Beijing-friendly legislator Priscilla Leung Mei-fun, meanwhile, said civil nomination was inconsistent with the Basic Law.

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caractacus
Elsie Leung a pro-Beijing heavyweight? She is an intellectual lightweight. In fact, it is wrong to describe anything she says or thinks as intellectual. She is deeply stupid and was an incompetent Secretary for Justice.
Another Social Critics...
Totally Agreed on At Least Two to Reasonable Number of Candidates!!!
WHY...WHY!!!???
Seeing...Two Candidates Only...Then
That 'CY' had got its present Position thru 'Deceit' in its Campaign with Henry Tong Only, with more or less 'Scandals based on Facts' Involved...And
Its Related Group is Stepping Down One by One, based on their 'Scandals based on Facts' in Remains of their Positions...
Seeing...
Abuse of Power, Manipulation for Self-Profiteering, Triad Involvement...Evidenced Already!!!
Embezzlement, Bribery, Corruption...More Informers be Needed Only!!!
That 'CY' & Its Related Group is NOT 'Loving China', or NOT even to say 'Loving HongKong'...
They are All just Profiteers trying their very Best in present Positions, in Utilizing the Shortest Time, in Squeezing/Selling-Off the Most Treasureds from HK's, especially in its Land & Developments.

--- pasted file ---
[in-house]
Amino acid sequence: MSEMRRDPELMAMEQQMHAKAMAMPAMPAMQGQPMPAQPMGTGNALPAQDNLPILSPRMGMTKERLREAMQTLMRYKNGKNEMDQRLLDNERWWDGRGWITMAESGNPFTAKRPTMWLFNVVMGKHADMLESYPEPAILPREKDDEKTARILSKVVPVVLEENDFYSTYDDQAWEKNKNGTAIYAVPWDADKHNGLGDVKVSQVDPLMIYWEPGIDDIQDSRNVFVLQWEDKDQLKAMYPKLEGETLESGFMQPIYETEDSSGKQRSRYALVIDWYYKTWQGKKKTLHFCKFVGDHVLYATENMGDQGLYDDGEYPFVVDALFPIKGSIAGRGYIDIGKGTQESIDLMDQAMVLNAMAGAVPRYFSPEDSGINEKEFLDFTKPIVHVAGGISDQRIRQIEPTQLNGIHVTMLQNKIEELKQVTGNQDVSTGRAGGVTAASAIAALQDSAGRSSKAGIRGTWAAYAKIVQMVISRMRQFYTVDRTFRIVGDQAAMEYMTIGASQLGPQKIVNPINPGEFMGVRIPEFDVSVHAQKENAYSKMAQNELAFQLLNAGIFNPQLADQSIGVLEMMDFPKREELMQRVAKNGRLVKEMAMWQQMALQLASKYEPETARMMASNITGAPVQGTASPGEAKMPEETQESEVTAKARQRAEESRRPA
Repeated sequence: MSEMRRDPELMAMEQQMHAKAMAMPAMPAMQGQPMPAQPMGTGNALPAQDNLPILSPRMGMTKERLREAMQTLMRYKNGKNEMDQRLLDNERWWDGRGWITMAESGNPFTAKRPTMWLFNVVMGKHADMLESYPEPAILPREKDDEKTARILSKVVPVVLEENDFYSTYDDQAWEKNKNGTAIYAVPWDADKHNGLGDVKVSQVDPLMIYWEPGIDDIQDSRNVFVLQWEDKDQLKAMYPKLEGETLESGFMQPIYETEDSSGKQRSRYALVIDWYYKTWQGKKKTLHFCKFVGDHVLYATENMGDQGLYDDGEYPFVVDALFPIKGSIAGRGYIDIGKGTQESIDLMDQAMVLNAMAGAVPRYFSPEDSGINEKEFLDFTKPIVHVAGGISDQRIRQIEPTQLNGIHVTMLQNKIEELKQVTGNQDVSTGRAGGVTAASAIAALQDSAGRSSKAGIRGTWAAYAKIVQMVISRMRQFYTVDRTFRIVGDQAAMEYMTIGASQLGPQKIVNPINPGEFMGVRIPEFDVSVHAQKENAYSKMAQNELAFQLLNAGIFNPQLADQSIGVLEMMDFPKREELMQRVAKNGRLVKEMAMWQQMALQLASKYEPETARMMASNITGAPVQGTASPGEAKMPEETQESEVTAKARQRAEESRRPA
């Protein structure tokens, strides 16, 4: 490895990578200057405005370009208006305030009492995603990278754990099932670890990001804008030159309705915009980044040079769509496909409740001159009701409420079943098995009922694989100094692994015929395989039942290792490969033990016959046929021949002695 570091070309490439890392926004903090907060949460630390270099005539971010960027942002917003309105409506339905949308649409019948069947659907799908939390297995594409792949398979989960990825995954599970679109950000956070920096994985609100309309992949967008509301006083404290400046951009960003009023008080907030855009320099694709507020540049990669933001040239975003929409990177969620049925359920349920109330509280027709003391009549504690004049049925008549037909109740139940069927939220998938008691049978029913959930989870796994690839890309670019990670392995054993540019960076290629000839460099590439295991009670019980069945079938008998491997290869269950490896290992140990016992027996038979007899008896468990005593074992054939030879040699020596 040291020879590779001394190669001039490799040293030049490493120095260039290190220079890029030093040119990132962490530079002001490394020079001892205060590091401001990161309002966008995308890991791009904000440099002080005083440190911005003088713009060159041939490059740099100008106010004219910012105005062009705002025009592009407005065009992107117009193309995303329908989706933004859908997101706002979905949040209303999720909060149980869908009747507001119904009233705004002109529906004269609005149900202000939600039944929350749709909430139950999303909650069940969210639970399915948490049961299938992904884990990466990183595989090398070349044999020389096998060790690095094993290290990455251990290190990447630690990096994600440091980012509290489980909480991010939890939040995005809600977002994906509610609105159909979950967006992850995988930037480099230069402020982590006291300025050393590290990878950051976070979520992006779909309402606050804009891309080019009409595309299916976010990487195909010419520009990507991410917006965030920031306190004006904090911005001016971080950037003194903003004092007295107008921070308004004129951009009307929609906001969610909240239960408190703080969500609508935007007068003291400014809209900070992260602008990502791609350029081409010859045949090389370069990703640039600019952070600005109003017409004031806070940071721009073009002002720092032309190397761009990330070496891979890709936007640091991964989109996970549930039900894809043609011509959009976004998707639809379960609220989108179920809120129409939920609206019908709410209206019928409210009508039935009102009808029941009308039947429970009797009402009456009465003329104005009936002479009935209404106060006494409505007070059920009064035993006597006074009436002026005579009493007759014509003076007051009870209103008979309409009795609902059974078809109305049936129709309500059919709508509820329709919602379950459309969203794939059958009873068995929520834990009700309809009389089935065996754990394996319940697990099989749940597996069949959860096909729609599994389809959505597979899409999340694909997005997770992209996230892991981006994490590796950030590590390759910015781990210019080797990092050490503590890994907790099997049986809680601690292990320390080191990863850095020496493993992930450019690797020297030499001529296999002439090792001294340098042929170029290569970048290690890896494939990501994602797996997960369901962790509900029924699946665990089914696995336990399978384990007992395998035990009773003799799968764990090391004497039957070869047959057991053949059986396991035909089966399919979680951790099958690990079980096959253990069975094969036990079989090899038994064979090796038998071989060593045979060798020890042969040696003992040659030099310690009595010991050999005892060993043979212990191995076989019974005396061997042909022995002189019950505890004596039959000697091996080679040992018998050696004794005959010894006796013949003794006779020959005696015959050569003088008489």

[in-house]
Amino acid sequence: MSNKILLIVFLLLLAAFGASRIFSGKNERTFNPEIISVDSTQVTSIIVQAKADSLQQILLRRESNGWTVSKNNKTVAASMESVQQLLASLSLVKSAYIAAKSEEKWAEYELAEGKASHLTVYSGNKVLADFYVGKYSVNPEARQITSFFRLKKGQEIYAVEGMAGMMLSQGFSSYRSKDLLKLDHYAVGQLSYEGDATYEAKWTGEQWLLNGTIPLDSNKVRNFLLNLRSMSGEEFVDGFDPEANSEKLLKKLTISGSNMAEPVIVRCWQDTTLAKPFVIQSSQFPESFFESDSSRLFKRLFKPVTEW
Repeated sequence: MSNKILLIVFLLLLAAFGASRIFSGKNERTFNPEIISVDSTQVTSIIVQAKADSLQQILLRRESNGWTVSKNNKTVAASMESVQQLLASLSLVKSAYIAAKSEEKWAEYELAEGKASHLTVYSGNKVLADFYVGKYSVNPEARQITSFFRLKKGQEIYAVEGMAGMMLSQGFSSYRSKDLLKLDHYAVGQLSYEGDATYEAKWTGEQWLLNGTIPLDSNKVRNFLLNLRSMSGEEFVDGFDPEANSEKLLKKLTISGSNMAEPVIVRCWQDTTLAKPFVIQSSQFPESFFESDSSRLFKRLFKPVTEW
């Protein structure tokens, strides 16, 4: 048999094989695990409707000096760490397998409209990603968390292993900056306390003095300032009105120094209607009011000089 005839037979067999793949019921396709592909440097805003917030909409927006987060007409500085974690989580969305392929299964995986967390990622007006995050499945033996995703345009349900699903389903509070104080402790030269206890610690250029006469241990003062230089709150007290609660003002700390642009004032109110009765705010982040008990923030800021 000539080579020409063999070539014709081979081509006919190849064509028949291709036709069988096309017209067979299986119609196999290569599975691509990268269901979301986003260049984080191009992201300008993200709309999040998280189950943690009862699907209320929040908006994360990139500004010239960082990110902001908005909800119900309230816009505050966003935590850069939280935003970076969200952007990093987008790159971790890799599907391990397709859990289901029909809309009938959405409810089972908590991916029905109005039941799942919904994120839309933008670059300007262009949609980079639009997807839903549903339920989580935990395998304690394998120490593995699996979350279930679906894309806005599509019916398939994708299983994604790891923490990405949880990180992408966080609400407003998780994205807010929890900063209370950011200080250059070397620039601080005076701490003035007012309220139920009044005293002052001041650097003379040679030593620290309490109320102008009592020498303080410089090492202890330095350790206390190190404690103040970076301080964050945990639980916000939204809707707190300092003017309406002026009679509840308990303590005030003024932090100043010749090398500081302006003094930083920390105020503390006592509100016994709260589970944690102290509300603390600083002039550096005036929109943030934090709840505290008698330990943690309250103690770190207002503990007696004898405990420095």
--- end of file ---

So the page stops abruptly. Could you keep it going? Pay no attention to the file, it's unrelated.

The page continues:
Central China Government should take this Turn into HKSAR's, since July, 1997...
From July, 2012 up till Now....HK's had ever been like That...!!!???
For HK's Betterment, Do HK's another Great Achievement...
In Restoration of HK's well-established International Reputation...
IMMEDIATE DISMISSAL of that 'CY' & Its Related Group...!!!
Displaying Central China Government's Discretion of Power in Tackle with...
'Evil Nature' of that 'CY' & Its Related Group...Though got its Position thru 'Deceit'...
Out of Reasonable Number of 'CE' Candidates...
Replacement of present 'CE'...Before It's too Late...BRAVO!!!
ejmciii
It is not about how many candidates will there be. That will sort itself out because of the cost and expense of running a campaign and whether one's platform is different enough to attract support. What it is about, and thankfully we have Ms. Leung to tell us, is Beijing's desire to run the election according to its desires and make sure that HK people come to the "right" decision. If HK people choose someone who does not embody the virtues Beijing treasures-obedience to the Masters, limiting discussion and debate in favor of pursuing Beijing's initiatives and a willingness to repress those with differing views, there will be disharmony. Thanks for the heads up, Elsie. Now run along, your masters are calling on line 1.
carmeledwin
For people who advocate that there should be hundreds of candidates for the position of CE, have they ever thought of who has the time to read through all the materials that will have to be go through in order to make an intellectual decision as to whom to vote for? Not only time but the ability to do so. Can you also imagine the confusion that will causes to the older voters? I am not even talking of the Basic Law or Central Government. I think we need to be practical in our suggestions.
Dai Muff
Nobody advocates that because it will never happen. Any more than it does for any other electoral position in Hong Kong.
Dai Muff
One of these days Elsie Leung will have something relevant to say. I am not holding my breath.